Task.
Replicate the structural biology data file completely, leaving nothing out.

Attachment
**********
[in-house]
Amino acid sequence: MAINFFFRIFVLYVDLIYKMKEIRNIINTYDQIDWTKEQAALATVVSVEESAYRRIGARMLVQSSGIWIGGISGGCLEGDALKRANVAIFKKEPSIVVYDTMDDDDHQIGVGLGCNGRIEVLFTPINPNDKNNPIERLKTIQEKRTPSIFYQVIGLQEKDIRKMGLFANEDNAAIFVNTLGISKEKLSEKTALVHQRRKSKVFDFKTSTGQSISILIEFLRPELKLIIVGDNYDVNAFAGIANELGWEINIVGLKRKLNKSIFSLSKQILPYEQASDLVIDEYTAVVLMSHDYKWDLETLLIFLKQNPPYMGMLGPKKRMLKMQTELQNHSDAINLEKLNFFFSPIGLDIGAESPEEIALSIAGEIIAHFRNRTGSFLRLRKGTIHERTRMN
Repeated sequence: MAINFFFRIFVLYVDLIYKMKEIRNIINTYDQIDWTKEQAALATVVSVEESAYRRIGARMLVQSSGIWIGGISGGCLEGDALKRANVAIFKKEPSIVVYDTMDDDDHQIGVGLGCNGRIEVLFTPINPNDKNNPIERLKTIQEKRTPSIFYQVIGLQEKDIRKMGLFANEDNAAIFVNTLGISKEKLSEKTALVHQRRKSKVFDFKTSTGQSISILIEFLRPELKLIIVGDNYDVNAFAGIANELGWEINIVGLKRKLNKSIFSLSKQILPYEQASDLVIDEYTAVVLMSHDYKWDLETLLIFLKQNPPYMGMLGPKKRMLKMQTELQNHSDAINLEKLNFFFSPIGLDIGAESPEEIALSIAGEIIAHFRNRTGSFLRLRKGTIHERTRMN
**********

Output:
[in-house]
Amino acid sequence: MAINFFFRIFVLYVDLIYKMKEIRNIINTYDQIDWTKEQAALATVVSVEESAYRRIGARMLVQSSGIWIGGISGGCLEGDALKRANVAIFKKEPSIVVYDTMDDDDHQIGVGLGCNGRIEVLFTPINPNDKNNPIERLKTIQEKRTPSIFYQVIGLQEKDIRKMGLFANEDNAAIFVNTLGISKEKLSEKTALVHQRRKSKVFDFKTSTGQSISILIEFLRPELKLIIVGDNYDVNAFAGIANELGWEINIVGLKRKLNKSIFSLSKQILPYEQASDLVIDEYTAVVLMSHDYKWDLETLLIFLKQNPPYMGMLGPKKRMLKMQTELQNHSDAINLEKLNFFFSPIGLDIGAESPEEIALSIAGEIIAHFRNRTGSFLRLRKGTIHERTRMN
Repeated sequence: MAINFFFRIFVLYVDLIYKMKEIRNIINTYDQIDWTKEQAALATVVSVEESAYRRIGARMLVQSSGIWIGGISGGCLEGDALKRANVAIFKKEPSIVVYDTMDDDDHQIGVGLGCNGRIEVLFTPINPNDKNNPIERLKTIQEKRTPSIFYQVIGLQEKDIRKMGLFANEDNAAIFVNTLGISKEKLSEKTALVHQRRKSKVFDFKTSTGQSISILIEFLRPELKLIIVGDNYDVNAFAGIANELGWEINIVGLKRKLNKSIFSLSKQILPYEQASDLVIDEYTAVVLMSHDYKWDLETLLIFLKQNPPYMGMLGPKKRMLKMQTELQNHSDAINLEKLNFFFSPIGLDIGAESPEEIALSIAGEIIAHFRNRTGSFLRLRKGTIHERTRMN